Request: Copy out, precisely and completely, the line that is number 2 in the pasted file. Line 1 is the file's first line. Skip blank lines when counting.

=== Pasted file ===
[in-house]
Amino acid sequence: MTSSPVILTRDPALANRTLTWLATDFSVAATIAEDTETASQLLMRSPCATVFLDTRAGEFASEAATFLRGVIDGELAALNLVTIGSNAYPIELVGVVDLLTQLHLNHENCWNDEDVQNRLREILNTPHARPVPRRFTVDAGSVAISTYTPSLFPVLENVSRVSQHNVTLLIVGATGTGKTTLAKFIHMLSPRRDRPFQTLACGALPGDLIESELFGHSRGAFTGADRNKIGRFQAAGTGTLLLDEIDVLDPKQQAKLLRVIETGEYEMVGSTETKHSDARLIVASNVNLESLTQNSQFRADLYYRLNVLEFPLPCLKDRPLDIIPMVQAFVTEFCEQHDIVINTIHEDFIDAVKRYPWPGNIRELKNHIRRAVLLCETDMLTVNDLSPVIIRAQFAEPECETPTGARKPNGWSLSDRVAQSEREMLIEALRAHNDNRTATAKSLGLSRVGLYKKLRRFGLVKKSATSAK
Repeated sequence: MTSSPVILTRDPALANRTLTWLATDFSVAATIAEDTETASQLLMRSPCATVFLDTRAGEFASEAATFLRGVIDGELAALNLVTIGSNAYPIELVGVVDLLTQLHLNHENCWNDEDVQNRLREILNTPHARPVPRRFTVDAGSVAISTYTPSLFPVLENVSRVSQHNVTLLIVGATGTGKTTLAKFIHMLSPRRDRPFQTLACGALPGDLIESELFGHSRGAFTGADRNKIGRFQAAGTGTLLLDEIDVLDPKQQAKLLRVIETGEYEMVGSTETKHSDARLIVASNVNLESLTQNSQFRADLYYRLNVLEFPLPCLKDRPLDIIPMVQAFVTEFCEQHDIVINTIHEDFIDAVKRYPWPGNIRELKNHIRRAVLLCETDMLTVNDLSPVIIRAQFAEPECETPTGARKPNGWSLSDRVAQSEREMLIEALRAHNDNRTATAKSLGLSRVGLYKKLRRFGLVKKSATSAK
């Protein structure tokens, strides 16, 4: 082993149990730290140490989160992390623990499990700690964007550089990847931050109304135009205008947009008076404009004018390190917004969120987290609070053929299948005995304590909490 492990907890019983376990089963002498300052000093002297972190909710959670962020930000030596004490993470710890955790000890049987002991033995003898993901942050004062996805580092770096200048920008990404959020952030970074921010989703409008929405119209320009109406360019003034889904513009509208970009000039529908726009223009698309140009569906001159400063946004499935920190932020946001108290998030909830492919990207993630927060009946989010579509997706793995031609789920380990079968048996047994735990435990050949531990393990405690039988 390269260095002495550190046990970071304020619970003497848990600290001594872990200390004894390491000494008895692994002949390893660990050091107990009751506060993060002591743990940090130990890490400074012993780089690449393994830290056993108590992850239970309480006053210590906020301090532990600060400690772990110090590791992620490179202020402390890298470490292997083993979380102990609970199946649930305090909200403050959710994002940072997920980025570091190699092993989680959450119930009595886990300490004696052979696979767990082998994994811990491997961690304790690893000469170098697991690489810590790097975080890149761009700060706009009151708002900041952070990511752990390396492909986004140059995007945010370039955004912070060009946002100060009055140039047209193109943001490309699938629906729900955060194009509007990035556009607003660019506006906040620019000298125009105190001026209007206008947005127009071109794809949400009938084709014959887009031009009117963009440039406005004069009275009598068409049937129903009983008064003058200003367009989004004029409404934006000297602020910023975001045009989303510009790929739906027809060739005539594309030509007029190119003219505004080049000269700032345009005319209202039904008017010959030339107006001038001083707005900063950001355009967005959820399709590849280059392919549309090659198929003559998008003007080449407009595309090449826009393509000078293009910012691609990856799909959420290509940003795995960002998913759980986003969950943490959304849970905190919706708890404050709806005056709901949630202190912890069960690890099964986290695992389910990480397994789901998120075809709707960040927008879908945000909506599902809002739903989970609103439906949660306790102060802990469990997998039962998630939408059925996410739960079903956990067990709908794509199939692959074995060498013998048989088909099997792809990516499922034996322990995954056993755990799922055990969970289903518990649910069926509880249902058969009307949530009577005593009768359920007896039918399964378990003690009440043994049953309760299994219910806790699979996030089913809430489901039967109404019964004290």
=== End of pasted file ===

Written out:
Amino acid sequence: MTSSPVILTRDPALANRTLTWLATDFSVAATIAEDTETASQLLMRSPCATVFLDTRAGEFASEAATFLRGVIDGELAALNLVTIGSNAYPIELVGVVDLLTQLHLNHENCWNDEDVQNRLREILNTPHARPVPRRFTVDAGSVAISTYTPSLFPVLENVSRVSQHNVTLLIVGATGTGKTTLAKFIHMLSPRRDRPFQTLACGALPGDLIESELFGHSRGAFTGADRNKIGRFQAAGTGTLLLDEIDVLDPKQQAKLLRVIETGEYEMVGSTETKHSDARLIVASNVNLESLTQNSQFRADLYYRLNVLEFPLPCLKDRPLDIIPMVQAFVTEFCEQHDIVINTIHEDFIDAVKRYPWPGNIRELKNHIRRAVLLCETDMLTVNDLSPVIIRAQFAEPECETPTGARKPNGWSLSDRVAQSEREMLIEALRAHNDNRTATAKSLGLSRVGLYKKLRRFGLVKKSATSAK